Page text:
Traditionally, when someone finishes high school or their post-secondary education, their next step involves combing through the various job sites, often followed by firing out resumes to as many employers as possible. But with little or no practical work experience, this exercise can be the digital equivalent of throwing sludge against a wall, and hoping something sticks.
For a small percentage of us, if we are lucky enough, we might already have a friend or relative working in our desired industry who can help us get a foot in the door. But in reality, simply possessing a diploma doesn't always translate into finding a job right away. What then are some other options that a new graduate might look at?
In recent years, an increasing number of new graduates have made the decision to instead invest in themselves by starting their own business venture. Unlike previous generations who would have had to not only worry about how to galvanise their idea itself, but they probably also had to figure out how to set up a bricks and mortar store or office. Not only a daunting task, but one that would have required a large amount of upfront capital. Today, however, the Internet provides new entrepreneurs with virtual platforms that allow sweat equity and ingenuity to lessen the constraints of getting a new business off the ground successfully.
New business owners can set up virtual store fronts on proven platforms like Ebay or Kijiji, and take advantage of their existing audience, all on a revenue sharing basis. The returns may be very small in beginning, but so too can be the start-up costs relatively speaking.
Previously in this space, the focus of many of my articles were on established businesses who have been taking advantage of digital grass roots marketing tactics and Social Media to attract new customers. But what about businesses who are still in their relative infancy, or at least still trying to prove their concept is viable with scale?
One such venture I came across recently was is called StockJocks. They were started by a group of young Canadian entrepreneurs and were recently featured on CBC's Dragon's Den. (The Canadian equivalent of NBC's Shark Tank.) StockJocks is hoping to capitalize on the huge popularity of Daily Fantasy Sports, an offshoot of Season Long Fantasy Sports. They have created a game that unlike traditional Daily Fantasy Sports, allows Fantasy Players to be able to buy and sell players like someone might stocks on the stock market. As the owners of StockJock talk about during their appearance on Dragon's Den, one possible long term goal for the new venture is to grow larger enough so that they attractive for acquisition by one of the larger Daily Fantasy websites like FanDuel or Draftkings, both of whom have Billion dollar valuations according to an article published in 2015 on Forbes.com. A very different goal than traditional businesses might start with, but a viable one nonetheless.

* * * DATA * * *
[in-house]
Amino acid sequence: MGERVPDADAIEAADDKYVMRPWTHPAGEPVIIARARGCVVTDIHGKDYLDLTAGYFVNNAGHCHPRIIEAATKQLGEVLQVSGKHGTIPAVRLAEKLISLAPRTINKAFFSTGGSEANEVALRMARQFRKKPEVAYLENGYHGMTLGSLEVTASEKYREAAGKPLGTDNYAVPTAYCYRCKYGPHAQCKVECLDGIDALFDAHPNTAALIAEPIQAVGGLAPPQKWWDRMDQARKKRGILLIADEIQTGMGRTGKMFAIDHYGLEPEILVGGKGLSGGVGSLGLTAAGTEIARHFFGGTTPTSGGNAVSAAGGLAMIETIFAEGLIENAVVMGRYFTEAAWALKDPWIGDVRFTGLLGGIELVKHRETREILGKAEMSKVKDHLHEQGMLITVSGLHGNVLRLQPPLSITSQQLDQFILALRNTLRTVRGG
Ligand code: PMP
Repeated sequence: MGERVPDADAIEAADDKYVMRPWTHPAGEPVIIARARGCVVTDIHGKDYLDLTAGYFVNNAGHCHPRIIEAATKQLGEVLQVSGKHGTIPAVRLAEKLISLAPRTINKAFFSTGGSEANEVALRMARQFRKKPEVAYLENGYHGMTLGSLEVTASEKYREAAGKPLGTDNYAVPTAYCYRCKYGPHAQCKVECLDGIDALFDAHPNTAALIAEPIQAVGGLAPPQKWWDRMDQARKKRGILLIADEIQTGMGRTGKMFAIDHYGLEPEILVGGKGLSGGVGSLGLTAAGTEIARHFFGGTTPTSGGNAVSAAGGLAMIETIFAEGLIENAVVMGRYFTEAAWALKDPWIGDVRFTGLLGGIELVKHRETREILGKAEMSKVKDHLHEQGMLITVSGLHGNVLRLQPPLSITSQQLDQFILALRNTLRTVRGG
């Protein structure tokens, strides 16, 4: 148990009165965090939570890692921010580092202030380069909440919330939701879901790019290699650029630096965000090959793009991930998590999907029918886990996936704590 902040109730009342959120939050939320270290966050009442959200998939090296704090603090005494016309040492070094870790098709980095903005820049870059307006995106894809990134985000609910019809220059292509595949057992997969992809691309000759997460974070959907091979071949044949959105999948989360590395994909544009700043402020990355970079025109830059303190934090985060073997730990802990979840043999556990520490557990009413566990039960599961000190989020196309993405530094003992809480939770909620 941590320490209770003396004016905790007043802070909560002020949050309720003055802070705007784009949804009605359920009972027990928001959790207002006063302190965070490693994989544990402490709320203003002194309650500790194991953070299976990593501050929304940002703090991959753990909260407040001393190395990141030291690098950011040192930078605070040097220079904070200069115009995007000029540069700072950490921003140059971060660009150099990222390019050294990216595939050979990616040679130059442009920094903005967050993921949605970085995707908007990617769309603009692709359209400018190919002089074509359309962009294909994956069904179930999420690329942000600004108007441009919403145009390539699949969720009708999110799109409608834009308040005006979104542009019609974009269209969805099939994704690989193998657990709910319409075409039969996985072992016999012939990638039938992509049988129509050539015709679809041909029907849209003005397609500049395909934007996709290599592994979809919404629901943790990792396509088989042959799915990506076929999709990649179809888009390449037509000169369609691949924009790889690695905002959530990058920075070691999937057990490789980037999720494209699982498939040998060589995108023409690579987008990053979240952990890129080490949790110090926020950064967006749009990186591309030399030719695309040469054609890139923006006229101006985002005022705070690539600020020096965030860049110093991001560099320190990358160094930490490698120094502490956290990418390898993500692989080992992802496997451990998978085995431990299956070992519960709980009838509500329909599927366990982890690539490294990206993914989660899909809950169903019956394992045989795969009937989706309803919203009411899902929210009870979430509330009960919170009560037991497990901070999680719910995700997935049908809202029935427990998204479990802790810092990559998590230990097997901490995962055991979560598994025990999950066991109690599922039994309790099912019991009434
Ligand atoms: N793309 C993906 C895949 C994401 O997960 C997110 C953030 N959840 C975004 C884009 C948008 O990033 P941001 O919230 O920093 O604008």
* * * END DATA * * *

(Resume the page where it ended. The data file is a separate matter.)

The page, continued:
Like a lot of new businesses, StockJocks hasn't tried to reinvent the wheel. Instead, they believe they have created a game that improves on an existing model, and give its customers another option.
Another example of a new venture taking an existing idea and adding to it, is a company called TO6clothing. A few of years ago when the NBA's Toronto Raptors made it back to the playoffs after a long absence, the NBA franchise executed a highly successful marketing campaign called 'We The North' to celebrate the fact the Raptors were the only Canadian Team in an otherwise American Professional League.
Since that playoff birth, Toronto has seen other celebrities and professional athletes including's The Blue Jays Kevin Pillar and Marcus Stroman dawn 'We The North' ball caps and T-shirts around the city, relaying their own pride for playing for a Canadian franchise. TO6clothing offers Torontonians and Canadians alike, the chance to show their love for their city, affectionally referred to as 'the six' after it's 416 area code.
Whether you are a new graduate, or just someone looking for a change, if you are thinking of starting a new business, its important that you put your idea down on paper. Long before you ever sell a product, or even walk into a bank, you need to write a business plan. This will not only show financiers that you are serious about your venture, but it will also help you to put structure to your own idea.
The Canadian Gov't offers lots of free information online on how to write a business plan. They also can provide details about the different financing options that are available both from the government and the private sector such as crowd funding.
Finally, there may never be another time in your life when you have the option to live at home with your parents rent free. It may not be the sexiest of option within your circle of friends, but it will help to give you the flexibility and stability to build your business slowly, and practically until you can generate a consistent revenue stream. Remember, every great business starts with a great idea, but the successful ones are usually the result of extensive planning and research before it even gets off the ground.
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